# Numpy tanh – hyperbolic tangent element-wise. It’s time for the element-wise Numpy hyperbolic tangent function. We are going to use our google collab for the same. Most of us have already experienced working in google collab right? It gives us a better user-friendly platform to work on python language. Let us get started.

Also read: Numpy cosh – Hyperbolic cosine, element-wise

## What is a hyperbolic function?

First of all, Let us understand what is hyperbolic function. What makes this different from ordinary trigonometric functions?

A hyperbolic function is somewhat similar to a trigonometric function as well. The only difference between normal trigonometric functions and hyperbolic functions is that the trigonometric function defines the values within a circle (circle radians) but a hyperbolic function defines the values in a hyperbola rather than a circle. the points form the right half of the unit hyperbola.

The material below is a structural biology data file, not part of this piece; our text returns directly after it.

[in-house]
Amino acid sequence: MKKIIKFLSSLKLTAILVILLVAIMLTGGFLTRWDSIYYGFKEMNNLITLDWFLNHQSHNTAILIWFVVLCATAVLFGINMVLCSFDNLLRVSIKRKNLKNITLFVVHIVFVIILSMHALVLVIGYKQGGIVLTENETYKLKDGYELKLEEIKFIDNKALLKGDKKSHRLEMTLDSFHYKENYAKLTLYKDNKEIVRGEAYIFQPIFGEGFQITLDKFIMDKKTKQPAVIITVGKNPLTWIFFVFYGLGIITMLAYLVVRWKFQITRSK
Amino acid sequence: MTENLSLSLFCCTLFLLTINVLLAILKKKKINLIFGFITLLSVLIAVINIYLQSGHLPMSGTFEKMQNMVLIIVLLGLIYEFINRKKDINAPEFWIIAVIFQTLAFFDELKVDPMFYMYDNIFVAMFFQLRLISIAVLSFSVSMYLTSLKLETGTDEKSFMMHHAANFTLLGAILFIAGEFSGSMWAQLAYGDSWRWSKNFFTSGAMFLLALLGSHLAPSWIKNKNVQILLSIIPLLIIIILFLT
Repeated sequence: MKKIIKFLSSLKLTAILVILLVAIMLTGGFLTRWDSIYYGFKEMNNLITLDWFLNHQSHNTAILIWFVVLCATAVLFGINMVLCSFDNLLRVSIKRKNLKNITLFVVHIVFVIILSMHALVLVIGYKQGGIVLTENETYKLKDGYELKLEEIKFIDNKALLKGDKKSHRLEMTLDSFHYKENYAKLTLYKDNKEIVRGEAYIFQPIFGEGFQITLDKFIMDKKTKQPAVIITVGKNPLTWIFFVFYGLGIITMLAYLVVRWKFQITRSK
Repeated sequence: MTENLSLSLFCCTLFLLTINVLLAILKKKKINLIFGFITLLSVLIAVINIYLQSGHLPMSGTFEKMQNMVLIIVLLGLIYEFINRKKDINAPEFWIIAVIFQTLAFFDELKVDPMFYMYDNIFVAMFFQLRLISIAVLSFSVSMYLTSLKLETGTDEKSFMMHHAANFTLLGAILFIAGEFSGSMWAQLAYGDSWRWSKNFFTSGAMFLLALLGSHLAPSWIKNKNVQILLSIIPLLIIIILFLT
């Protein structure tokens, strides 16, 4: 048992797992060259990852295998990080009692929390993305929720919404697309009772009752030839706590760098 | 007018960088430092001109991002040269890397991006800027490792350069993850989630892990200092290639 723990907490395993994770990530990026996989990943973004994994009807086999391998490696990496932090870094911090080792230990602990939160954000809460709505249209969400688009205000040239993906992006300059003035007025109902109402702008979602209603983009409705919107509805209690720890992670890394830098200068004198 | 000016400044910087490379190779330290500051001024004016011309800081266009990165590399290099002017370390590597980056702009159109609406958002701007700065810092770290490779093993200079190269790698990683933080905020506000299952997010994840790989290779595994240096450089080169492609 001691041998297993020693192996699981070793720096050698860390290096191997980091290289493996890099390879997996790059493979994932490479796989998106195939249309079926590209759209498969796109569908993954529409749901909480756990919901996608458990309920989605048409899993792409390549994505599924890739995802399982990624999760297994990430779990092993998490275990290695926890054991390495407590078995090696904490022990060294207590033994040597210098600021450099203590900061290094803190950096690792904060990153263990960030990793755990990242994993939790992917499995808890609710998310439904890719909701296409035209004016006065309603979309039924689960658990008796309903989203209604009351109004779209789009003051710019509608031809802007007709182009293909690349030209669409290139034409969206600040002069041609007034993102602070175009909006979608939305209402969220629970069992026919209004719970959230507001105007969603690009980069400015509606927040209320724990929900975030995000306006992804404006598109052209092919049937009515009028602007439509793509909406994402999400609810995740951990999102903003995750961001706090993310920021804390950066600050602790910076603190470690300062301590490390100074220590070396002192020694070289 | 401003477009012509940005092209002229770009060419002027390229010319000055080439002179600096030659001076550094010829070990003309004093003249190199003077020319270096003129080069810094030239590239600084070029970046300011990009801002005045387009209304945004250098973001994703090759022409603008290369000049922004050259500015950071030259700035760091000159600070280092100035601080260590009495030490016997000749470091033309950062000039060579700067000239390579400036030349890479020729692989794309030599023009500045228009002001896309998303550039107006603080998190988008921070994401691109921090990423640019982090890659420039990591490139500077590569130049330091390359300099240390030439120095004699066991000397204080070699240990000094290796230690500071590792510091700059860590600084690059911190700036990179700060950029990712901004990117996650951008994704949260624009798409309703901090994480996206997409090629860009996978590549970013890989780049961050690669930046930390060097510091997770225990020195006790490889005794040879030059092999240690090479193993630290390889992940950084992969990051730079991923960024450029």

Three important formulas are depicted below for hyperbolic functions. Let us look at them.

## What is hyperbolic tan?

hese are the three most usable hyperbolic functions as well. And today we are going to learn that one among them that is the hyperbolic Tangent function. We can represent this function in the form of code as well below.

```numpy.tanh(x) = np.sinh(x)/np.cosh(x)
```

But in our code snippet today, We are not going to use the above for our implementation today. We are having a predefined hyperbolic tangent function which is` NumPy.tanh()` provided by the NumPy library. We are going to use the same.

## Working with hyperbolic tan

In this tutorial, we will learn how to find the hyperbolic tangent functions for Radian measures as well as complex values. Let us have a quick look at the syntax below.

```numpy.tanh(x, out=None, where=True, casting='same_kind', order='K', subok : [bool, datatype])
```

The parameters used in the above snippet function as follows:

• x: It can be a variable containing a value in Radian or it may be an array containing some value
• out: A location in which the result is to be stored. If provided, it must have a shape similar to the input X. If not provided or None, a fresh value or result is returned. It’s optional.